One problem is that older inmates are often preyed upon by younger, stronger inmates; therefore, older inmates may require special housing. Hearing and visual impairments, incontinence, dietary intolerance, depression, and the early onset of chronic diseases are other complicating management factors. The average cost for maintaining an older inmate is “$70,000- 2 to 3 times that of a younger inmate” (Pew Center). Because of the rising inmate health care costs, cost for prison staffing, and as well as the graying of the nation’s inmates, America is now spending more and more funds on the prison system than ever before.

Budget cuts are happening because of the rising prison population. According to the article “Coalition files suit to curb prison spending,” in 2007, there was a 1. 6 percent rate of growth that brought the prison population to 1,596,127. In 2006, America saw its biggest increase in the number of people in prison, with California responsible for 20 percent of those inmates. The state has built 23 new prisons for the upcoming 23 years. All prisons and jails are “24-7” operations that require large and highly trained staffs.

Every year the cost of keeping the nation’s lock-ups running safely is continuing to overwhelm. The tangible feel of a jail or prison, has been the unquestioned weapon of choice in our battle against crime. I believed that a continual increase in our reliance on incarceration will pay declining dividends in crime prevention. Meaning that expanding prisons will accomplish less and cost more than it has in the past. This growing correction budgets consumption are leaving each state less and less in the pot for other needs. A 2007 data shows that prison costs consume 6. percent of state general funds on the national average. That means one in every 15 dollars in the state’s budget goes to the prison system (Pew Center). However, states like California spend an even larger proportion on prison system. California is a window into what many US states are facing with overcrowded prisons. We ought to come up with decisions where to spend our nation’s budget where crimes will decline while at the same time our economy can prosper. If nothing is done, California and the rest of the states will find themselves swamped by prisons costs and unable to afford just about anything else.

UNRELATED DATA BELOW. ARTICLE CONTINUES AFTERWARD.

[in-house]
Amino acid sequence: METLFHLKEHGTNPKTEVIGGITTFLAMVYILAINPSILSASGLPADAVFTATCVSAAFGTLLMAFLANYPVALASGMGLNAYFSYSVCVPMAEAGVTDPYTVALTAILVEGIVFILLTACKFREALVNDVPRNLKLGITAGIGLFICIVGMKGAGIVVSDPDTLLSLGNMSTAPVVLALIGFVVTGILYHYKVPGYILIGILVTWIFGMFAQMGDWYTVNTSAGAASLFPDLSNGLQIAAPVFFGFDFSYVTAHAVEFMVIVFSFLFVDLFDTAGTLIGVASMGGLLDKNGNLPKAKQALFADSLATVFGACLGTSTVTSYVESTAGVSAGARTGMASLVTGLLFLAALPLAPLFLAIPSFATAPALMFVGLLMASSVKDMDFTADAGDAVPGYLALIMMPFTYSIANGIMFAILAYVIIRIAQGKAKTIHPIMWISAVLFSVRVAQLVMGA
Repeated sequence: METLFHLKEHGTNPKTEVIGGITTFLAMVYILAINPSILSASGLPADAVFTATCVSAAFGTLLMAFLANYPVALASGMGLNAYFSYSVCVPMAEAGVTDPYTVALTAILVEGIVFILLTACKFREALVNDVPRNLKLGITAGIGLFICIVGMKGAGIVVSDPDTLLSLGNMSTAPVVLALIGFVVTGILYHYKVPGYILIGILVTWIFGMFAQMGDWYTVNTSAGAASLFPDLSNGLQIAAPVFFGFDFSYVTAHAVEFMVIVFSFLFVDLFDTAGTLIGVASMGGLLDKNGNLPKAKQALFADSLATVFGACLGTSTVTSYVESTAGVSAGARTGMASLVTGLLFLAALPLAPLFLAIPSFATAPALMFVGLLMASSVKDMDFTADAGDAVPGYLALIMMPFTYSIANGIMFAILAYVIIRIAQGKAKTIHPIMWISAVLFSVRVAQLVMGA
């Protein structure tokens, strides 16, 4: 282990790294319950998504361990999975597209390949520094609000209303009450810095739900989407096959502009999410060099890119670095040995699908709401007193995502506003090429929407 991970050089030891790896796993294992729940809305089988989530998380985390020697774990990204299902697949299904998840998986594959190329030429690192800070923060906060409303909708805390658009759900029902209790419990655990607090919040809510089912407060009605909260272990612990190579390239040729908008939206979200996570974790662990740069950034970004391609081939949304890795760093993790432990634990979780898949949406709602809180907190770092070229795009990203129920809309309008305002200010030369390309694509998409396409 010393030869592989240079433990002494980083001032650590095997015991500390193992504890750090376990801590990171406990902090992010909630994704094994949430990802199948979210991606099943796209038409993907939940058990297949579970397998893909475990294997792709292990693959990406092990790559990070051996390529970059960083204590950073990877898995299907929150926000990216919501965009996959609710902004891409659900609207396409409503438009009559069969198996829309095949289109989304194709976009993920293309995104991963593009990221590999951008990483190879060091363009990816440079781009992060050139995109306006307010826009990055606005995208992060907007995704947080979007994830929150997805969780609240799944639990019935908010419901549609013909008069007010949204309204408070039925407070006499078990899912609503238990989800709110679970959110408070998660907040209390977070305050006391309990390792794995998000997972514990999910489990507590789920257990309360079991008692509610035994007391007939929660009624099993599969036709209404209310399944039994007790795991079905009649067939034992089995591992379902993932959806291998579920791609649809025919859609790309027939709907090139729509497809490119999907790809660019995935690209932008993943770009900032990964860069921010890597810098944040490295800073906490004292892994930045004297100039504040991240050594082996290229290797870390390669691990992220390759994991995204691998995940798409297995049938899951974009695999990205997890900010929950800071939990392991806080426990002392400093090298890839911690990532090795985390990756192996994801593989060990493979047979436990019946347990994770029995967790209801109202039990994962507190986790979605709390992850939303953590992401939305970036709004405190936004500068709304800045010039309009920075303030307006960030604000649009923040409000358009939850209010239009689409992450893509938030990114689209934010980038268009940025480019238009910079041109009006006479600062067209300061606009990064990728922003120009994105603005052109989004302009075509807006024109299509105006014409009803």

But is there really something that can be done? According to the article Pew Center, prison costs is the fifth-largest state budget category, behind health, elementary and secondary education, higher education and transportation. One way that the article suggests confronting the issue with this never-ending continual rising prison costs, is to begin paying taxes to our government that will be invested for education, instead of for the prison system. Research shows that attending school influences our children’s success both in school and in life.

This means that participation in school dramatically reduced participation in juvenile and adult crime. To top it all, attending a school will results in an increased of graduating students (both from high school or higher education), employment and earning. This will definitely boost up our economy; opening more jobs. Our educational system across the nation is affected by the high cost of incarcerating inmates in our prison system. Many of our schools were forced to either close down or cut back spending because of all the budget cuts America faced and is still continuing to face.